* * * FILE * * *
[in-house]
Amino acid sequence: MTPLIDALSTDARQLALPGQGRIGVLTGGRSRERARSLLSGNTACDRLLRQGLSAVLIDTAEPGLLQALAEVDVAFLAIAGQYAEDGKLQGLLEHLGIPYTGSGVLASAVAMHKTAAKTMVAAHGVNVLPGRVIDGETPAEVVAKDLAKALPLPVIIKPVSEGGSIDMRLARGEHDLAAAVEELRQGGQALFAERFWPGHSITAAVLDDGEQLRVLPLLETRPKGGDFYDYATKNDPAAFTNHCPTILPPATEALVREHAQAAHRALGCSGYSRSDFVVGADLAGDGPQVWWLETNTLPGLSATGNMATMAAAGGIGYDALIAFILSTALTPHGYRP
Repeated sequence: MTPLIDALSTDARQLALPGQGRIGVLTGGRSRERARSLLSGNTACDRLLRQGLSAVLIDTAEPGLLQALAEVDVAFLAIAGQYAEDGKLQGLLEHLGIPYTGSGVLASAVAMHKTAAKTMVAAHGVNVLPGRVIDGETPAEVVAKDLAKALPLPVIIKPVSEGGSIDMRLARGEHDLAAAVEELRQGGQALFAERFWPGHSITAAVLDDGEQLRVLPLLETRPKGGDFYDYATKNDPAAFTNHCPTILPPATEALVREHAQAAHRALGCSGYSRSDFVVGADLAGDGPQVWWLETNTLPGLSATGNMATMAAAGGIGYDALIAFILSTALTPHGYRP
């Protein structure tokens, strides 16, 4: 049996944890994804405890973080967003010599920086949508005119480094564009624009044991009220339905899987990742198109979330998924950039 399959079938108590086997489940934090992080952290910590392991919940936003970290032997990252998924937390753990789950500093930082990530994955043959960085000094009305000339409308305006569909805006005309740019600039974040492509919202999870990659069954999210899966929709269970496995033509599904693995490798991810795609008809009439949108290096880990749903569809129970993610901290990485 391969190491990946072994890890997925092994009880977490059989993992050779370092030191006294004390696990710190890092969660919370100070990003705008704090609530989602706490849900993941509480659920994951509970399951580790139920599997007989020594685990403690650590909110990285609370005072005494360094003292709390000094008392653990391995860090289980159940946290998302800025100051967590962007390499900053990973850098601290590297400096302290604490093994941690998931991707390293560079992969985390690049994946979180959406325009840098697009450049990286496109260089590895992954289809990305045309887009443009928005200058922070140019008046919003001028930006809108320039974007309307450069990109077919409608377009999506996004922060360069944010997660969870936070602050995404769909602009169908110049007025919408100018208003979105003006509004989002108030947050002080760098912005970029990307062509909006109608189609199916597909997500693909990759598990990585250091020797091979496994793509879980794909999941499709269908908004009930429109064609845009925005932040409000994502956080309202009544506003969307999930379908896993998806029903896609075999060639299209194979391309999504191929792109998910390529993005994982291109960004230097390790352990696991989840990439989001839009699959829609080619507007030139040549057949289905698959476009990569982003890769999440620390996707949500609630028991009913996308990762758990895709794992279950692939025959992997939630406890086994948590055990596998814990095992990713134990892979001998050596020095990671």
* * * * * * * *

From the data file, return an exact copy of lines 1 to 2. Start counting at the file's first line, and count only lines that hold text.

[in-house]
Amino acid sequence: MTPLIDALSTDARQLALPGQGRIGVLTGGRSRERARSLLSGNTACDRLLRQGLSAVLIDTAEPGLLQALAEVDVAFLAIAGQYAEDGKLQGLLEHLGIPYTGSGVLASAVAMHKTAAKTMVAAHGVNVLPGRVIDGETPAEVVAKDLAKALPLPVIIKPVSEGGSIDMRLARGEHDLAAAVEELRQGGQALFAERFWPGHSITAAVLDDGEQLRVLPLLETRPKGGDFYDYATKNDPAAFTNHCPTILPPATEALVREHAQAAHRALGCSGYSRSDFVVGADLAGDGPQVWWLETNTLPGLSATGNMATMAAAGGIGYDALIAFILSTALTPHGYRP